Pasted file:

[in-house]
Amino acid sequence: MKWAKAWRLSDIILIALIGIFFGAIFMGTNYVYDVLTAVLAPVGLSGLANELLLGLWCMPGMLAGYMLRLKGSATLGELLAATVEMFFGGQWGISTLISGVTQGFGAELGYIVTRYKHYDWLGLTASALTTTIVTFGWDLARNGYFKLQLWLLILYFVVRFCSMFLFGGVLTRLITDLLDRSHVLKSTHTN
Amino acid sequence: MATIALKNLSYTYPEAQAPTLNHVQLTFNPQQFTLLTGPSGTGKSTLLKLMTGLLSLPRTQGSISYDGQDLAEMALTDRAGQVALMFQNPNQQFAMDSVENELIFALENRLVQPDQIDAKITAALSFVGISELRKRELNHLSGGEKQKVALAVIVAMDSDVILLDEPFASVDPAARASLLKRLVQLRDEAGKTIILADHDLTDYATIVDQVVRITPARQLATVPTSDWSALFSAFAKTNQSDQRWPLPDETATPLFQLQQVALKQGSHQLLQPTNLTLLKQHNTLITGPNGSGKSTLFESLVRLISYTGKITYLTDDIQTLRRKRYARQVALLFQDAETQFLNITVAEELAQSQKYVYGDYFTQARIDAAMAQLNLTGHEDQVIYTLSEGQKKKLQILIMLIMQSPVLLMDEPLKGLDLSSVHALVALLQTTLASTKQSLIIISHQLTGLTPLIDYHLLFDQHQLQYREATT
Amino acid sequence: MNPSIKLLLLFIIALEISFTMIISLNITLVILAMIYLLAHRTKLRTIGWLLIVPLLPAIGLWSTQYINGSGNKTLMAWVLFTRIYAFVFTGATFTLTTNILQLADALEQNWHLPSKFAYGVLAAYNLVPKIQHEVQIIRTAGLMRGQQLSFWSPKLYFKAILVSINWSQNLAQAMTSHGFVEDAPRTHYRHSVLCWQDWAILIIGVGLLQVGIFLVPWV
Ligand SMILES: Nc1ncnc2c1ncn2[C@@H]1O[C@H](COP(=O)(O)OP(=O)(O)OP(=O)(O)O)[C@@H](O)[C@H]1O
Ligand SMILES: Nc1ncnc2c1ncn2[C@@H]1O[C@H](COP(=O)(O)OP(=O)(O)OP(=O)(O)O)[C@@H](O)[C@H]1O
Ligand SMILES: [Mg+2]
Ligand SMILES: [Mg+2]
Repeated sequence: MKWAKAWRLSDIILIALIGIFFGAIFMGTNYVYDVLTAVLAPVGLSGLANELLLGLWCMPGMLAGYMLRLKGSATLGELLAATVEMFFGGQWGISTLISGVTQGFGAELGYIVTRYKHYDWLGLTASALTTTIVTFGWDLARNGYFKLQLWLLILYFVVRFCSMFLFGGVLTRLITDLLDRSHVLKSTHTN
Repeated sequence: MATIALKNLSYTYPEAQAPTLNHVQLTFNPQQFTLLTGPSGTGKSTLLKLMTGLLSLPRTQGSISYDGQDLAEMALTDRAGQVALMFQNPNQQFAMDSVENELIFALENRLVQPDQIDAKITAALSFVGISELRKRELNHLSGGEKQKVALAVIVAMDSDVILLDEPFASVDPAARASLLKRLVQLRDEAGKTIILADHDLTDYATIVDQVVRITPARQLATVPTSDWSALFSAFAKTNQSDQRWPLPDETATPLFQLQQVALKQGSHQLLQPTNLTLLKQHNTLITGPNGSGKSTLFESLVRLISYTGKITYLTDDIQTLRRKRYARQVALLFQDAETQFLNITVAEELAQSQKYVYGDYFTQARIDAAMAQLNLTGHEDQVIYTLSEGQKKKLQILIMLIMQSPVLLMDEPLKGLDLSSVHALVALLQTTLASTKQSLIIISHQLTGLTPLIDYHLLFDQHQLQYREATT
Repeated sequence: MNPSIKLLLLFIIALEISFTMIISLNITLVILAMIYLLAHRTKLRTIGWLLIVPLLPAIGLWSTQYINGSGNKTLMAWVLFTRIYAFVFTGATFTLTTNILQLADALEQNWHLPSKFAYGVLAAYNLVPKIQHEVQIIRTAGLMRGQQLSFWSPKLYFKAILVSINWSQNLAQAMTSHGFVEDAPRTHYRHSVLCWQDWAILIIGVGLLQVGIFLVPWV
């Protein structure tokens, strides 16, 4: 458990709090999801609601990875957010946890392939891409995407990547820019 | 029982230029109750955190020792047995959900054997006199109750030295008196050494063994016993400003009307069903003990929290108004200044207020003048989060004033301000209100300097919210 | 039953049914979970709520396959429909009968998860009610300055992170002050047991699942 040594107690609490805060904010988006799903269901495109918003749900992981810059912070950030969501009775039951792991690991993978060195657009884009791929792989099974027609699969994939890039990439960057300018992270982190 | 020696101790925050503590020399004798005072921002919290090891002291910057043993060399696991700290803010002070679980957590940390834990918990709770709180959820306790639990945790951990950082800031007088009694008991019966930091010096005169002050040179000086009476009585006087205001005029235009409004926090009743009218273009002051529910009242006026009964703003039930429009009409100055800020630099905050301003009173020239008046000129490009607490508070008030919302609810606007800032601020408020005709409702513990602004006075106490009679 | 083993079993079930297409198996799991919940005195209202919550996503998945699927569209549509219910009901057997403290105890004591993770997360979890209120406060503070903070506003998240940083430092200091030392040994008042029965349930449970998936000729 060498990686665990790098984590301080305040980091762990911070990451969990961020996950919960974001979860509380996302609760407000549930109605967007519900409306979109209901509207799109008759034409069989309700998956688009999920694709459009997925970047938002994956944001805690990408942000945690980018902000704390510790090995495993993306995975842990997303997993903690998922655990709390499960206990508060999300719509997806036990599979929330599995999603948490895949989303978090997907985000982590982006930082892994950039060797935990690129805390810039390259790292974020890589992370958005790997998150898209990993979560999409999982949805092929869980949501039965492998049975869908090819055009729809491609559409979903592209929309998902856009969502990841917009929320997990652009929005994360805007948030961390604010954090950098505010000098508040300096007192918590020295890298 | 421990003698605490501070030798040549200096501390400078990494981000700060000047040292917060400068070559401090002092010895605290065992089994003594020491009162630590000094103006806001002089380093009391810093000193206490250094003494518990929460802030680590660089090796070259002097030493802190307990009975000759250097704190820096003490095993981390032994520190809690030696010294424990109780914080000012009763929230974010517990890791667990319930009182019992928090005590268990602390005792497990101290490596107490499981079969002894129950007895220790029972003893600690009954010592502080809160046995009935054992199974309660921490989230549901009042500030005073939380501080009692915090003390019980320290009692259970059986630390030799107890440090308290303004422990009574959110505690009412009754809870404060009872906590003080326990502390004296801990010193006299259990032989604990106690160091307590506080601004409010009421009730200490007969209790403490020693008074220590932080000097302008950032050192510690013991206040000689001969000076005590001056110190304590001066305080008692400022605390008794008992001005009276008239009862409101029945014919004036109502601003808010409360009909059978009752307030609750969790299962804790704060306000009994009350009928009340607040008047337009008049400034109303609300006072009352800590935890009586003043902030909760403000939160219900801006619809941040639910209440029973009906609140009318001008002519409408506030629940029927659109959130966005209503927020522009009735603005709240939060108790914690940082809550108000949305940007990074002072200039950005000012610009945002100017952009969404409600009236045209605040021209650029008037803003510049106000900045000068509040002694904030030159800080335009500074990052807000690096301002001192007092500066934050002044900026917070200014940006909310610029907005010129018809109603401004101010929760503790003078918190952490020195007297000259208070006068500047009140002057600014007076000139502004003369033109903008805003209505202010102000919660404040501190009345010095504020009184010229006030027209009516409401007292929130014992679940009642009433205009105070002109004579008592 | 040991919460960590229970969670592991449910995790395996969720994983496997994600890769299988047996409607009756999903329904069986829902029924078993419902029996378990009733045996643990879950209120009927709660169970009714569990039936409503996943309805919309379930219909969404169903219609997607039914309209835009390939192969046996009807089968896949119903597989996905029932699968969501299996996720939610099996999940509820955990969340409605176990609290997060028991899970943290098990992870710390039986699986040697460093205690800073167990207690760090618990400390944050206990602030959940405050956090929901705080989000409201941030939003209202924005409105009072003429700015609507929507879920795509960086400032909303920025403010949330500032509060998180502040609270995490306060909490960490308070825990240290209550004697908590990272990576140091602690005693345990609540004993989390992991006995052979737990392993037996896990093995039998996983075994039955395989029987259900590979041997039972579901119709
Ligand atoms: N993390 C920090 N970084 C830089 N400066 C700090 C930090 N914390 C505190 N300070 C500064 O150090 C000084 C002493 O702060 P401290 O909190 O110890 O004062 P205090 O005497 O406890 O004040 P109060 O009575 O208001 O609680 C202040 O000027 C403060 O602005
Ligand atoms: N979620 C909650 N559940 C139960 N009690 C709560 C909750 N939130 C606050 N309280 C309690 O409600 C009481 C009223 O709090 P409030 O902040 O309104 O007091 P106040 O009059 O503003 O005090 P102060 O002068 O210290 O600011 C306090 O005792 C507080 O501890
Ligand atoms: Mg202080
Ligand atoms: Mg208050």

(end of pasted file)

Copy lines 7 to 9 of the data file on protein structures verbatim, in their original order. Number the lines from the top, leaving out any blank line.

Ligand SMILES: [Mg+2]
Ligand SMILES: [Mg+2]
Repeated sequence: MKWAKAWRLSDIILIALIGIFFGAIFMGTNYVYDVLTAVLAPVGLSGLANELLLGLWCMPGMLAGYMLRLKGSATLGELLAATVEMFFGGQWGISTLISGVTQGFGAELGYIVTRYKHYDWLGLTASALTTTIVTFGWDLARNGYFKLQLWLLILYFVVRFCSMFLFGGVLTRLITDLLDRSHVLKSTHTN